Council holds property tax rate level amid recession

November 24, 2009

By Warren Kagarise

City Council members decided against a 2010 property tax increase last week. With the Nov. 16 decision, officials held the property tax rate at the 2008 level. The council also nixed a 1 percent increase last year on account of the economic downturn.

Municipal finance officials estimate the city will take in almost $7 million in property tax revenue next year. Key sources of revenue for the city — sales tax revenue and building permit fees — waned during the recession and assessed property values dipped as well. The downturn hobbled the city and forced officials to make program and staff cuts.

Mayor Ava Frisinger last month proposed a $29.8 million general fund budget for 2010. The proposed spending plan contained no property tax or fee hikes. In a unanimous decision, the council voted last week to maintain the property tax level.

Frisinger requested the 1 percent hike in past years, when the economy was in better shape. But she halted the practice in the 2009 budget proposed in the wake of the economic meltdown.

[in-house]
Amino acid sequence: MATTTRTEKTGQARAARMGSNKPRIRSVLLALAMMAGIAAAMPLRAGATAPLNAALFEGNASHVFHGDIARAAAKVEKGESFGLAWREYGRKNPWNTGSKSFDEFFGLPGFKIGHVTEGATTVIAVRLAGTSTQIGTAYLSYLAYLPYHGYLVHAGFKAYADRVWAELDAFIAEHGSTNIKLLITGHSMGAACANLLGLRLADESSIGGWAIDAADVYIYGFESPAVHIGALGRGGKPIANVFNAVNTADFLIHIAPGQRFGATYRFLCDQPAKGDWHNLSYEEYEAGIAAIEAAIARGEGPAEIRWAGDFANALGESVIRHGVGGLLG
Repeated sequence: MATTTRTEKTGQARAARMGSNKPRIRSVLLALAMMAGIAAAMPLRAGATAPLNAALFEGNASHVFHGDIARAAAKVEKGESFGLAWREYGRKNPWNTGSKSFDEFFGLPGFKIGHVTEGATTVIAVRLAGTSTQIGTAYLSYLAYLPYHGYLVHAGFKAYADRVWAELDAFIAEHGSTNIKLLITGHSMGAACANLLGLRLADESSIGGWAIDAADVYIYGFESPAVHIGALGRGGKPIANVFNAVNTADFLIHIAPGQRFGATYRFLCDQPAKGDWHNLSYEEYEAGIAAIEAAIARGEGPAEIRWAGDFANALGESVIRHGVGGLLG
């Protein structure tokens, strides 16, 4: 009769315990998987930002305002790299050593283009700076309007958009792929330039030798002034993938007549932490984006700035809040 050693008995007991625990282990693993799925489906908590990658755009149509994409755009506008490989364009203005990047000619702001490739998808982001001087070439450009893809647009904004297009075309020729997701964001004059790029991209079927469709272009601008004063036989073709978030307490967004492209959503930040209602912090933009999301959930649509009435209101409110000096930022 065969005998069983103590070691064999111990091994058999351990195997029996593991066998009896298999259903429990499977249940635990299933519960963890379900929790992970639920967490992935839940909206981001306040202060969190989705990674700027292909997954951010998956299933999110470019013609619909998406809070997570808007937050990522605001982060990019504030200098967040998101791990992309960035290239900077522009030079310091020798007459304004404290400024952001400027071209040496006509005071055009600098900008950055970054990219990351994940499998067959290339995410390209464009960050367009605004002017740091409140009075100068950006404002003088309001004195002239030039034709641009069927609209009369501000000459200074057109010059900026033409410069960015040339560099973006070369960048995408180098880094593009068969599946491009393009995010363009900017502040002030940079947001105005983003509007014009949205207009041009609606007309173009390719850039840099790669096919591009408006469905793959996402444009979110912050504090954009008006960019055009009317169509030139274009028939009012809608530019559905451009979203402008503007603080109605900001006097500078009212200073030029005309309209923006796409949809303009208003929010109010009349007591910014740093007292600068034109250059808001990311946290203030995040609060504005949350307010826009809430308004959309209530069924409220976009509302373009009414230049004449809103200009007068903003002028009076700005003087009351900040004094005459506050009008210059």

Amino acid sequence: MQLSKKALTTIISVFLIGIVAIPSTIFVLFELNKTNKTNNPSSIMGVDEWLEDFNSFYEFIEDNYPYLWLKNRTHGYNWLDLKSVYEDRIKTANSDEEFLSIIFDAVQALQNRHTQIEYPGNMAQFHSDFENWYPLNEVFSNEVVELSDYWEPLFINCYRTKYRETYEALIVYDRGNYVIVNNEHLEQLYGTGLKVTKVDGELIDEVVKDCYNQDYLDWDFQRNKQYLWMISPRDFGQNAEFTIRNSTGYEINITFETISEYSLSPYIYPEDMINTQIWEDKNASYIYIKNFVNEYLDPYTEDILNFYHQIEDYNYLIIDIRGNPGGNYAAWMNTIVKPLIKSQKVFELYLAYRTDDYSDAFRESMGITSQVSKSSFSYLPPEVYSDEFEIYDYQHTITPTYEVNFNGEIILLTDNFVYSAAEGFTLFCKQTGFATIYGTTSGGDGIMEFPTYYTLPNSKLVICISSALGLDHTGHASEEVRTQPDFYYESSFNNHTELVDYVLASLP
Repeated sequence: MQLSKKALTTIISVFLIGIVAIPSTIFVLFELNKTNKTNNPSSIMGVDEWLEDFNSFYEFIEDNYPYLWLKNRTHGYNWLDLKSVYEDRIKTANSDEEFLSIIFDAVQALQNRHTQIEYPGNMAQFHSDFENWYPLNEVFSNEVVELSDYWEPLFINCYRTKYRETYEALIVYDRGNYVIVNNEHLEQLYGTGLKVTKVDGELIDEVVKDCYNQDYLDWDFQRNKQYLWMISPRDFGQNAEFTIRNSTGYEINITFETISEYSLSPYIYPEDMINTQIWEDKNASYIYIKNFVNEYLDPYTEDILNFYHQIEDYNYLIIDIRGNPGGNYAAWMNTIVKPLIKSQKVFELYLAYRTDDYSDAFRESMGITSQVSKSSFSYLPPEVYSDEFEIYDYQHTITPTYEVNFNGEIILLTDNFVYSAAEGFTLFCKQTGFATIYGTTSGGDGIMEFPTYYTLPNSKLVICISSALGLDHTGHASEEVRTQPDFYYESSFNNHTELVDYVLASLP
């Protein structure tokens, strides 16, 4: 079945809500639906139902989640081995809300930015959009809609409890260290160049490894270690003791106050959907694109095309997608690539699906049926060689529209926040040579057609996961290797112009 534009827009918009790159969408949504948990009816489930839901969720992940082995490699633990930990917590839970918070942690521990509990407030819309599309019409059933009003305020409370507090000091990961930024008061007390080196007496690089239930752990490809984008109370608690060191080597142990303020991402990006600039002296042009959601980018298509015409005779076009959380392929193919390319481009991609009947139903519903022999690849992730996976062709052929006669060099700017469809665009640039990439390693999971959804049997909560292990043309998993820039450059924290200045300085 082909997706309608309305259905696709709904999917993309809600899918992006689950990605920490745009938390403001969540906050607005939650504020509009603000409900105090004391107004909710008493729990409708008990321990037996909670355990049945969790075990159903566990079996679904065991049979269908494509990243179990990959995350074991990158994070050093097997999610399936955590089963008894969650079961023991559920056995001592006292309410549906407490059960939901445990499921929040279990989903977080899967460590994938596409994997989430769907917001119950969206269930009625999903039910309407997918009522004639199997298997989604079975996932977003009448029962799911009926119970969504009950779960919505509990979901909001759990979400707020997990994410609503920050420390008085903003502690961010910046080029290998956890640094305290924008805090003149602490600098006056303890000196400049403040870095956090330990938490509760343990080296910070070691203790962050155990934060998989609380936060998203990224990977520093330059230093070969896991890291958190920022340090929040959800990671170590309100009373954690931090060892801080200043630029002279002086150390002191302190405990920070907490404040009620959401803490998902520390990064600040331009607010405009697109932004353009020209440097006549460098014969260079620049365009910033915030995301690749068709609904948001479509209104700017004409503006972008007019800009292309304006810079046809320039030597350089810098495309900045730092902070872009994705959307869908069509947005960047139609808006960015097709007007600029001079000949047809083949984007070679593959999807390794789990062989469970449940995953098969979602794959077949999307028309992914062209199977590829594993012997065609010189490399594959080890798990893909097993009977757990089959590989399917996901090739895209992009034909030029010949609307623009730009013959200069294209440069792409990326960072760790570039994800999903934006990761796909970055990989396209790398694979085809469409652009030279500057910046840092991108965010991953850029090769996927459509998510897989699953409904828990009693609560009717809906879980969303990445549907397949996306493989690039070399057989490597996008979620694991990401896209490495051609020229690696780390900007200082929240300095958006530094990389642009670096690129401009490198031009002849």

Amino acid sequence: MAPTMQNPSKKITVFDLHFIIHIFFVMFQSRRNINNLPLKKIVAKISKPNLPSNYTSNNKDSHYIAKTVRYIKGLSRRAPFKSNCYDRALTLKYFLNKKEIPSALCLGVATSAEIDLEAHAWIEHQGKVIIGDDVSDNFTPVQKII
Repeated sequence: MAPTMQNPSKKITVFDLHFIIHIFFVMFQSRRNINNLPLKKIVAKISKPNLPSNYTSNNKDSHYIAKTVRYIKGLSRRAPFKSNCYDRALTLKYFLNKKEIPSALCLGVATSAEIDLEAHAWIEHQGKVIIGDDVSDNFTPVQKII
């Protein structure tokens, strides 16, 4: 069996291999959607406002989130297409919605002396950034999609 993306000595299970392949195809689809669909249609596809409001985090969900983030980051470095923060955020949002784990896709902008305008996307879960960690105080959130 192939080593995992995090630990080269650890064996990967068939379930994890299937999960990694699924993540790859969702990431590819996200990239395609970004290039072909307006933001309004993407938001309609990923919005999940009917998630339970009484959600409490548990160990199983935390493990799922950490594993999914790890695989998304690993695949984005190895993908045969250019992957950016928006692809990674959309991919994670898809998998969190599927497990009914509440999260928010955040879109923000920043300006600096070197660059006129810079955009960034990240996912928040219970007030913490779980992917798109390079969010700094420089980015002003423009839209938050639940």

In 2001, Washington voters passed a measure proposed by tax foe Tim Eyman to limit annual property tax increases to 1 percent. Courts later declared the measure unconstitutional, but the Legislature reinstated the 1 percent cap in 2007.

Issaquah council members will shape the 2010 city budget during the next few weeks, and then adopt a spending plan by late December.

Input from taxpayers was minimal, and council members heard from a lone resident during the Nov. 2 public hearing ahead of the property tax vote.

Before the Nov. 16 decision, former Councilman Hank Thomas said keeping the tax rate at the existing level amounted to a tax increase. Thomas asked the council to discuss the measure further — a directive that council members did not follow.

“We can look at it in many ways, justify it in many ways I’m sure, but when the state law would typically require us to decrease the property taxes and we decide to hold them steady at last year’s level, that represents, in my mind, a tax increase,” Thomas said.

Issaquah Highlands resident Chris Hawkins also addressed the City Council during the Nov. 16 meeting. He urged members to pass the legislation.

“This is not going to result in any property tax increase,” Hawkins said. “It’s going to keep the property taxes level.”

He referenced moves taken by city officials throughout 2009 to trim expenses. Officials shrunk the size of the city staff by about 10 percent — or 27 positions — through layoffs, a hiring freeze and a voluntary severance program.

“The city has already made very considerable cuts in staff and also in programs,” Hawkins said.

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